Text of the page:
The Federal Court defined sexual harassment as: ‘…unwelcome, taking the form of verbal and even physical, which include sexual innuendos, comments and remarks, suggestive, obscene or insulting sounds, implied sexual threats, leering, ogling, displaying offensive pictures, making obscene gestures etc. These overtures all share similar traits, in that they all have the air of seediness and cause disturbance or annoyance to the survivor (short of a recognized psychiatric illness or physical harm)’. Asmah was awarded with RM100,000 in general damages and RM20,000 in aggravated and exemplary damages.

Comparatively, in India, On Feb 1, 2021; the Delhi Court decided on the defamation case by MJ Akbar against journalist Priya Ramani This case was filed by politician and former Chief Editor MJ Akbar against the #MeToo allegations made against him by Priya Ramani. Priya Ramani in October 2018 had alleged via twitter that the person referred to as a sexual harasser in an article written by her earlier in ‘The Vogue’ was none other than MJ Akbar. In her article, Priya had accused MJ of making her uncomfortable by calling her to interview at 7 pm in his bedroom of a hotel to raise the concern and question of sexual harassment of women in general at workplace. She also accused him of making derogatory comments, obscene phone calls and assault on fresher girls who came to work under him.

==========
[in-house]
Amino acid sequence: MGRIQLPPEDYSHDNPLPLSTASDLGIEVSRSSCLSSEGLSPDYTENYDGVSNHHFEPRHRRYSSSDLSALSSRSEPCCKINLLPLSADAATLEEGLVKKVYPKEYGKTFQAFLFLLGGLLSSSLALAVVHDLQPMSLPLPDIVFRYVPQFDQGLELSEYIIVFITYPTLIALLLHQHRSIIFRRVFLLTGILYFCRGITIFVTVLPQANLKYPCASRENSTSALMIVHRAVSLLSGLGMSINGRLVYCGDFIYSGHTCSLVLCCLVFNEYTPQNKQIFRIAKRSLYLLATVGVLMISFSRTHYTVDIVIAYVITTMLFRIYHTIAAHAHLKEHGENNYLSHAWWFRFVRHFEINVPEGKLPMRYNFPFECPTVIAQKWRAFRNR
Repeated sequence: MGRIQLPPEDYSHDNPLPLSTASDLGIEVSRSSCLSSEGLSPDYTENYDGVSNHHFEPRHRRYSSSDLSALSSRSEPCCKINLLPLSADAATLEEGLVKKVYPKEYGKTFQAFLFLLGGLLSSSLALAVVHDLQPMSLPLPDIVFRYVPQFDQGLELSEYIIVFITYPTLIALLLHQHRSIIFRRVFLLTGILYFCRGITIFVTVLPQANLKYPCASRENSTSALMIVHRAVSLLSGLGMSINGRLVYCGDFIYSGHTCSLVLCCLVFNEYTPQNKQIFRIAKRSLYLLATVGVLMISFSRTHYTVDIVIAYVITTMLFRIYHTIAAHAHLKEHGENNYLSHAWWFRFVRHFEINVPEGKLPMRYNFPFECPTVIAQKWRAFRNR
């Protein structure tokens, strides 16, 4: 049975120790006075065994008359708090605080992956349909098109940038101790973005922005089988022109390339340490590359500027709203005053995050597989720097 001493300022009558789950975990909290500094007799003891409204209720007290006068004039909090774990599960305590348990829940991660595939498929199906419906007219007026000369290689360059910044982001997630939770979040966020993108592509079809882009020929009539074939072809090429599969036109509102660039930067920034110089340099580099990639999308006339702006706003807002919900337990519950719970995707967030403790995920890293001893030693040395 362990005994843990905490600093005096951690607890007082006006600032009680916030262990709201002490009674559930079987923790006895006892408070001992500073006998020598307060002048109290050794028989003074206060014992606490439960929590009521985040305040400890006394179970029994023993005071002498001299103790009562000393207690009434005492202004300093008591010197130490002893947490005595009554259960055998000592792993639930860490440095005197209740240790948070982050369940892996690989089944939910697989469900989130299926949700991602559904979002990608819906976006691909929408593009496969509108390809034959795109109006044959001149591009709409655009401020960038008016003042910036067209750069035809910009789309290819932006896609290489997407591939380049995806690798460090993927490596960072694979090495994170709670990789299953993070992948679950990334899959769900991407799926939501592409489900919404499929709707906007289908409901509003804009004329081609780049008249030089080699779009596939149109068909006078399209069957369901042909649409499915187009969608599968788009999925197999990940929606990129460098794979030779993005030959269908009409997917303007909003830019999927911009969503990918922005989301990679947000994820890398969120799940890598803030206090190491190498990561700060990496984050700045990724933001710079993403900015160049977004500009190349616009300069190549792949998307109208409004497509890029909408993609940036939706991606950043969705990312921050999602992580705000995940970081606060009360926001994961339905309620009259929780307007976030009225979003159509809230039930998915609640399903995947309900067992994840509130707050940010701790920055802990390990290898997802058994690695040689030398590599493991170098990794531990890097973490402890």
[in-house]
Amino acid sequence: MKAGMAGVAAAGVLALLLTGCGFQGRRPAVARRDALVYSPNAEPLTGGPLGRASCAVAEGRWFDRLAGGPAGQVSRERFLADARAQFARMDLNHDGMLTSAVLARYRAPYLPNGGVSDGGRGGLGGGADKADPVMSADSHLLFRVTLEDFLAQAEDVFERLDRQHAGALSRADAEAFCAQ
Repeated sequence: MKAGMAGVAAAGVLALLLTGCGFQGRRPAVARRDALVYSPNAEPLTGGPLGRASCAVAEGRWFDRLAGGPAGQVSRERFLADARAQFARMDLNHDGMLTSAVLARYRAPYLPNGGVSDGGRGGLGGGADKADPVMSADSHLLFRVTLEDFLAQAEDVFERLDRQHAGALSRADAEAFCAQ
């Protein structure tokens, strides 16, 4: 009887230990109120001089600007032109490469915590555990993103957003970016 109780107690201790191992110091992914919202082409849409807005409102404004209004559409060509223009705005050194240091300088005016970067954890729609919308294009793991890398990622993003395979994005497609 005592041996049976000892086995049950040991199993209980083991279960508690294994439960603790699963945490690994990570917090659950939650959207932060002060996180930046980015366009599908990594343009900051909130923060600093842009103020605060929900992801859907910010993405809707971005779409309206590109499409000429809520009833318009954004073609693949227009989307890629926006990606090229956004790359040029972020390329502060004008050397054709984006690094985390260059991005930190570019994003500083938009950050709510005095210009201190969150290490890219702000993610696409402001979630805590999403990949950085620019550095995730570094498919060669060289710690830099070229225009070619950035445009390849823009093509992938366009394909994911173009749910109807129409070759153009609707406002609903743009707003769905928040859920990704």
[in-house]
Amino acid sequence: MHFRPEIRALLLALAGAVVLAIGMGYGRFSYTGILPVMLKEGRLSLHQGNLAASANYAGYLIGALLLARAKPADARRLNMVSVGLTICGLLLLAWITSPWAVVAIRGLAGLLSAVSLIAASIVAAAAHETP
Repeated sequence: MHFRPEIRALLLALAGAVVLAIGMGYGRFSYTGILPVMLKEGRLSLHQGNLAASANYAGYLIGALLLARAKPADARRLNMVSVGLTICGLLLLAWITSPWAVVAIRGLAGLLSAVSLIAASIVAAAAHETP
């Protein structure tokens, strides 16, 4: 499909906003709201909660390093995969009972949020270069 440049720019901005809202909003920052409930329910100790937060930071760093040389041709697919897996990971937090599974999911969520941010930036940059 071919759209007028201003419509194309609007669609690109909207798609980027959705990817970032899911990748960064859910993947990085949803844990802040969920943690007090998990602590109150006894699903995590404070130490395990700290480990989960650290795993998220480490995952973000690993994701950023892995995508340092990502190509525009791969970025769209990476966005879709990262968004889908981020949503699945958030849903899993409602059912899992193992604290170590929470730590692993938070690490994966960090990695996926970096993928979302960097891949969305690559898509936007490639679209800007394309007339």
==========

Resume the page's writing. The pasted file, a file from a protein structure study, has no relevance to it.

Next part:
The Additional Chief Metropolitan Magistrate, Ravindra Kumar Pandey in an open court delivered the judgment in favor of Priya Ramani stating that the offence has not been proven. He acquitted her and accepted the claim of the journalist that MJ’s “stellar reputation” had already been destroyed by the testimony of Ms. Ghazala Wahab who had also accused MJ of sexual abuse. The Court held that MJ cannot be said to have a stellar reputation as many women even before Priya’s tweet had claimed him as sexual predator. The Court observed that woman has the right to put up her grievance in any platform she wishes to even after decades have passed. A survivor may not speak up for several years due to mental trauma. She cannot be punished for raising her voice against sexual abuse. The Court held that “Right to reputation cannot be protected at the cost of right to dignity “.  

Please read the summary of the judgment here.

5. Sexual Harassment Bill

A bill to protect women from sexual harassment was brought up in Malaysia but could not be passed into law since parliament was suspended in January 2021, due to the coronavirus pandemic.

– Vaishali Jain, Advocate & Associate